You’ve taken delivery of a shiny new electric car, and the plug-in charger is being installed next week. You’re almost ready to go – just don’t forget to switch to a specialist electricity tariff. If you don’t, your bills could end up at least GBP300 a year higher than they need to be.
Over the past few years, most of the big electricity suppliers have launched tariffs aimed at the growing number of electric vehicle (EV) owners who need to charge them up at home.
These tariffs, which are reminiscent of the Economy 7 deals popular in the 70s, typically reward drivers who are happy to charge their cars during the off-peak hours with the lowest prices. With most cars parked at home overnight, this is likely to apply to many owners.
Instead of the 12p-15p/kWh that most of us pay for each unit of our everyday electricity, users on the specialist tariffs can reduce the cost to 4.5p-5p/kWh at night. In some rare cases, owners will even be paid to charge their cars because there is excess capacity in the grid.
Despite the big savings, a surprising number of EV owners haven’t cottoned on to the fact that these tariffs even exist, and are therefore overpaying for their electricity as a result, say experts.
“You’d be amazed at the number of people who spend hours researching which electric car to buy or lease but don’t consider how they are going to charge it up at home,” says Laura Thomson, a co-founder of the specialist comparison website PowermyEV.co.uk. “Getting yourself on a specialist EV electricity tariff is not only one of the greenest things you can do, it will also save you hundreds of pounds a year.”
Until recently, Octopus Energy was the go-to electricity supplier for anyone charging an EV at home, with its Go tariff offering the best rate. While its tariffs will still be the cheapest deal for many EV owners, the company is facing growing competition from firms such as EDF, which has been pushing its new GoElectric 35 EV tariff.
On these deals, EV owners are typically paying a little over 1p a mile to power their cars. The last time driving costs were that low was the early 1970s, according to EDF.
So how do you find the right EV tariff for you?
As ever with energy deals, the best deal will vary according to your circumstances and consumption requirements. The Power My EV website is not perfect but it’s a great starting point that will calculate which tariff is best for your particular usage.
To find a deal you need to input details of your car, how much you drive, and your other home energy use, and the site does the rest. For ease, we found that it was better to exclude gas usage from the calculation.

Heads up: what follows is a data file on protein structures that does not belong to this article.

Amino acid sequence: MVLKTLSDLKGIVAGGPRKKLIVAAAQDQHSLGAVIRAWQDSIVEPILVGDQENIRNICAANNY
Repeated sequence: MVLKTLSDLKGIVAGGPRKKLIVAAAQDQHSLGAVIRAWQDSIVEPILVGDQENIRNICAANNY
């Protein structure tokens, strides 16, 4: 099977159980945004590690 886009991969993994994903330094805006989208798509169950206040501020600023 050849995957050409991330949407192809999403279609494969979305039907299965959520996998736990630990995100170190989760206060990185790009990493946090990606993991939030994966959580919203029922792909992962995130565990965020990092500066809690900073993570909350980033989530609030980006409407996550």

We found a Renault Zoe owner who drives 10,000 miles a year, including a commute four days a week, and charges up at their Hertfordshire home would save more than GBP330 a year by being on the cheapest EV tariff.
PowerMyEV calculated that Octopus Energy’s Agile tariff at GBP617 would be the cheapest option – this compared with GBP950 a year on their supplier’s standard tariff. These figures assume a medium-sized home, with average electricity consumption apart from EV charging.
The Agile deal is unusual in that it comes with dynamic pricing that reflects the wholesale cost of power at that time – which will suit some households but not everyone.
Octopus’s more conventional Go tariff, which offers four hours a night of cheap charging, was in second place at GBP653 a year.
EDF’s Go Electric 98 tariff was in third place at GBP752 a year, while Ovo Energy’s EV Everywhere deal (GBP1,084 a year) includes access to the BP Pulse network of public chargers.
Before you rush to sign up, there are a few caveats. Most suppliers will require you to fit a smart meter to your property before you can switch to one of their EV tariffs. If you can’t do this yet – a lack of mobile phone coverage will stymie some smart meter fittings in rural areas – it’s worth looking into having an Economy 7 or Economy 10 meter fitted to your property. This will allow you to take advantage of cheaper rates at off-peak times on several tariffs.
Octopus’s Agile tariff is something of a first in that the price charged for each unit of electricity varies throughout the day. It is determined by how much renewable power is being generated, which in turn reflects wholesale costs.
Users get very low cost electricity – in some rare cases negative prices – when it is windy or sunny, and supply from renewable sources exceeds demand. Over the last 12 months, there were 31 times when unit prices dropped below 2p/kWh, the company says.
The downside of the tariff is that customers pay much higher electricity prices at peak times, between 7am and 9am and 4pm-7pm – meaning tea and toast for breakfast may be banned in some households.
Prices for the following day are published at 4pm, allowing users to adjust their behaviour and to take advantage of the lowest rates. Besides charging a car, users can plan to run the dishwasher and washing machine, the immersion heaters, etc – all at the cheapest times. Gadget fiends will love this tariff. There is a strong green element, too, as you are powering your home using excess capacity in the grid.